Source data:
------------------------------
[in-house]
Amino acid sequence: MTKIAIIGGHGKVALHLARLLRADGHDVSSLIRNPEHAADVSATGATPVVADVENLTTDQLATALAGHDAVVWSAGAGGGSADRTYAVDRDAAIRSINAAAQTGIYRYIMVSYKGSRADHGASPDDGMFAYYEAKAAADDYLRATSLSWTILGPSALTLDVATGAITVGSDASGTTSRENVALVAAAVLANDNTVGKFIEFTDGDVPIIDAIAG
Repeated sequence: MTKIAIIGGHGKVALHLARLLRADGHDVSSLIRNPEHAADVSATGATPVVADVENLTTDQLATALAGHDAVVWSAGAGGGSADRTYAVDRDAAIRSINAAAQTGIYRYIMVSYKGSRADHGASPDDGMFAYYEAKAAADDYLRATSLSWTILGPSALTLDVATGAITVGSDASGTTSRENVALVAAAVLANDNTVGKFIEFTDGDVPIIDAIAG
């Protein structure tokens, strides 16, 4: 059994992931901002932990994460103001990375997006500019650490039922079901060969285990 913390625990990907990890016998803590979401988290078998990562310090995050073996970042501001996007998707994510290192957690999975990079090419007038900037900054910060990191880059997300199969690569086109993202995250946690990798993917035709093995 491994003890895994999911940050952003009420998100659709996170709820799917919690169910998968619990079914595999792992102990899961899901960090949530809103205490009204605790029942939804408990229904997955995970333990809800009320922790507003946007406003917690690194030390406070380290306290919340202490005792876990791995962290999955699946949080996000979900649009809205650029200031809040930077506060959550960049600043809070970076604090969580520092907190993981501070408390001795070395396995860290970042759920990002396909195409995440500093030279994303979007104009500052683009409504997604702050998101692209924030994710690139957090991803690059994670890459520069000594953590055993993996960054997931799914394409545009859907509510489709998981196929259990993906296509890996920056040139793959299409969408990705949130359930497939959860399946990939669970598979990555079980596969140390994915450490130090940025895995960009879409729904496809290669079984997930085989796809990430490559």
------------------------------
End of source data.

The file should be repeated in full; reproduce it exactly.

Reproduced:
[in-house]
Amino acid sequence: MTKIAIIGGHGKVALHLARLLRADGHDVSSLIRNPEHAADVSATGATPVVADVENLTTDQLATALAGHDAVVWSAGAGGGSADRTYAVDRDAAIRSINAAAQTGIYRYIMVSYKGSRADHGASPDDGMFAYYEAKAAADDYLRATSLSWTILGPSALTLDVATGAITVGSDASGTTSRENVALVAAAVLANDNTVGKFIEFTDGDVPIIDAIAG
Repeated sequence: MTKIAIIGGHGKVALHLARLLRADGHDVSSLIRNPEHAADVSATGATPVVADVENLTTDQLATALAGHDAVVWSAGAGGGSADRTYAVDRDAAIRSINAAAQTGIYRYIMVSYKGSRADHGASPDDGMFAYYEAKAAADDYLRATSLSWTILGPSALTLDVATGAITVGSDASGTTSRENVALVAAAVLANDNTVGKFIEFTDGDVPIIDAIAG
């Protein structure tokens, strides 16, 4: 059994992931901002932990994460103001990375997006500019650490039922079901060969285990 913390625990990907990890016998803590979401988290078998990562310090995050073996970042501001996007998707994510290192957690999975990079090419007038900037900054910060990191880059997300199969690569086109993202995250946690990798993917035709093995 491994003890895994999911940050952003009420998100659709996170709820799917919690169910998968619990079914595999792992102990899961899901960090949530809103205490009204605790029942939804408990229904997955995970333990809800009320922790507003946007406003917690690194030390406070380290306290919340202490005792876990791995962290999955699946949080996000979900649009809205650029200031809040930077506060959550960049600043809070970076604090969580520092907190993981501070408390001795070395396995860290970042759920990002396909195409995440500093030279994303979007104009500052683009409504997604702050998101692209924030994710690139957090991803690059994670890459520069000594953590055993993996960054997931799914394409545009859907509510489709998981196929259990993906296509890996920056040139793959299409969408990705949130359930497939959860399946990939669970598979990555079980596969140390994915450490130090940025895995960009879409729904496809290669079984997930085989796809990430490559």